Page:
USDA Provides Disaster Assistance to Minnesota Farmers and Cattle Ranchers Affected by Drought
As agricultural producers enter recovery mode and assess damage, they should contact their local USDA service center. to report losses and learn more about program options available to help them recover from loss and damage to crops, land, infrastructure and livestock, according to a USDA press release.
“Unfortunately, conditions continue to deteriorate across Minnesota, with more than half of the state experiencing severe to extreme drought conditions,” said Gloria Montaño Greene, assistant under secretary for crop production and conservation. (FPAC). “I am grateful that the USDA can step in with disaster assistance programs designed to alleviate some of the financial impact suffered by agricultural producers suffering from drought losses.”
USDA Disaster Assistance for Drought Recovery
Producers who experience livestock deaths and food losses from natural disasters may be eligible for the Livestock, Bee and Fish Emergency Assistance Program (ELAP). This program also provides compensation to eligible producers for expenses associated with transporting water to livestock physically located in a county designated as “D3 Drought – Extreme” according to the US Drought Monitor. For ELAP, producers will be required to file a notice of livestock loss within 30 days and honey bee losses within 15 days of onset of loss.
Ranchers who have experienced grazing losses due to drought in 2021 may be eligible for the Livestock Forage Disaster Program (LFP). A map of counties eligible for LFP drought can be found on the FSA website.
In addition, emergency haymaking and grazing of CRP acres may be permitted (outside of the primary nesting season) to assist cattle ranchers in areas affected by severe drought or similar natural disaster. Emergency haymaking and grazing status is reviewed and cleared every Thursday using the US Drought Monitor. Counties are approved for emergency haymaking and grazing due to drought conditions, county by county, when a county is designated as “D2 Drought – Severe” according to the US Drought Monitor.
Eligible orchards and nurserymen may be eligible for cost-shared assistance through the Tree Assistance Program (TAP) to replant or rehabilitate eligible trees, shrubs or vines lost during drought. This complements the Uninsured Agricultural Disaster Assistance Program (NAP) or crop insurance coverage, which covers the crop but not the plants or trees in all cases. For TAP, a program request must be submitted within 90 days.
“Be sure to contact your local FSA office to timely report all crop, livestock and farm losses due to drought or other natural disasters as soon as you become aware of them,” Michelle said. Page, Acting Executive Director of the Farm Service Agency (FSA) in Minnesota. “To expedite FSA disaster assistance, you will likely need to provide documentation, such as farm records, a herd inventory, receipts, and photos of damage or loss.”
FSA also offers a variety of direct and guaranteed loans, including operational and emergency loans, to producers unable to obtain commercial financing. Producers in counties with a primary or contiguous disaster designation may be eligible for low-interest emergency loans to help them recover from production and physical losses. Loans can help producers replace essential goods, buy inputs such as livestock, equipment, feed and seeds, cover family living costs, or refinance farm and farm debts. other needs.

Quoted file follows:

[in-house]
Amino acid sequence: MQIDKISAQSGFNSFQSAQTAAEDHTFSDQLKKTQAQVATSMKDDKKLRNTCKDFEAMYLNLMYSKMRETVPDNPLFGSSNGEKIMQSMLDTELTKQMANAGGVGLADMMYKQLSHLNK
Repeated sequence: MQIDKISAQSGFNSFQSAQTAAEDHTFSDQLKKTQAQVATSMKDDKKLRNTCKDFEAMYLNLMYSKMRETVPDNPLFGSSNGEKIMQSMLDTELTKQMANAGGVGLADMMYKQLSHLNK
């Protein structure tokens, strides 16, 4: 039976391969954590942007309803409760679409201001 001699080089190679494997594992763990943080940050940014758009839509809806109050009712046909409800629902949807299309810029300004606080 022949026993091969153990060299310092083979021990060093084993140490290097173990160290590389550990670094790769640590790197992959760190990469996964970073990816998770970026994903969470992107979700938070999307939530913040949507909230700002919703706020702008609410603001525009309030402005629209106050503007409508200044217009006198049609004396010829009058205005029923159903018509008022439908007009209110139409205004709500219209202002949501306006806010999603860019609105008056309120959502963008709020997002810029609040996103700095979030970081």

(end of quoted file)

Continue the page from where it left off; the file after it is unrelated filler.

Growers who receive risk protection through federal crop insurance or FSA’s NAP should report crop damage to their crop insurance agent or FSA office, respectively. If they have crop insurance, growers must report crop damage to their agent within 72 hours of discovery of damage and follow up in writing within 15 days. For crops covered by PAN, a Notice of Loss (CCC-576) must be filed within 15 days of the onset of the loss, except for crops harvested by hand, which must be reported within 72 hours.
Additionally, the RMA authorized emergency procedures earlier this month to help agricultural producers affected by extreme drought conditions. Emergency procedures allow insurance companies to accept delayed loss notices in certain situations, streamline paperwork, and reduce the number of representative samples required when damage is constant. Read more in RMA’s press release of July 13, 2021.
FSA offers the Emergency Conservation Program (PCE) and Emergency Forest Restoration Program to help landowners and forest stewards with financial and technical assistance to restore damaged fences, farmland or forests.
USDA’s Natural Resources Conservation Service (NRCS) also offers programs to aid the recovery process. The Environmental Quality Incentive Program (EQIP) can help producers plan and implement conservation practices on farms, ranches and logged forests affected by natural disasters. Practices include brush management, livestock watering facilities, prescribed grazing, etc.
Long-term damage from drought includes loss of forage production in pastures and fields and increased wind erosion on cultivated fields not protected by soil health practices.
“The USDA NRCS can be a valuable partner in assisting landowners in their farm recovery and resilience efforts,” said Troy Daniell, state ecologist for NRCS in Minnesota. “Our staff will work one-on-one with landowners to assess damage and develop conservation-based approaches that focus on effective land reclamation.”
On farmers.gov, the Disaster Assistance Discovery Tool, Disaster at-a-Glance Factsheet, and Farm Loan Discovery Tool can help producers and homeowners land tenure to determine program or loan options. For assistance with a crop insurance claim, growers and landowners should contact their crop insurance agent. For FSA and NRCS programs, they should contact their local USDA service center.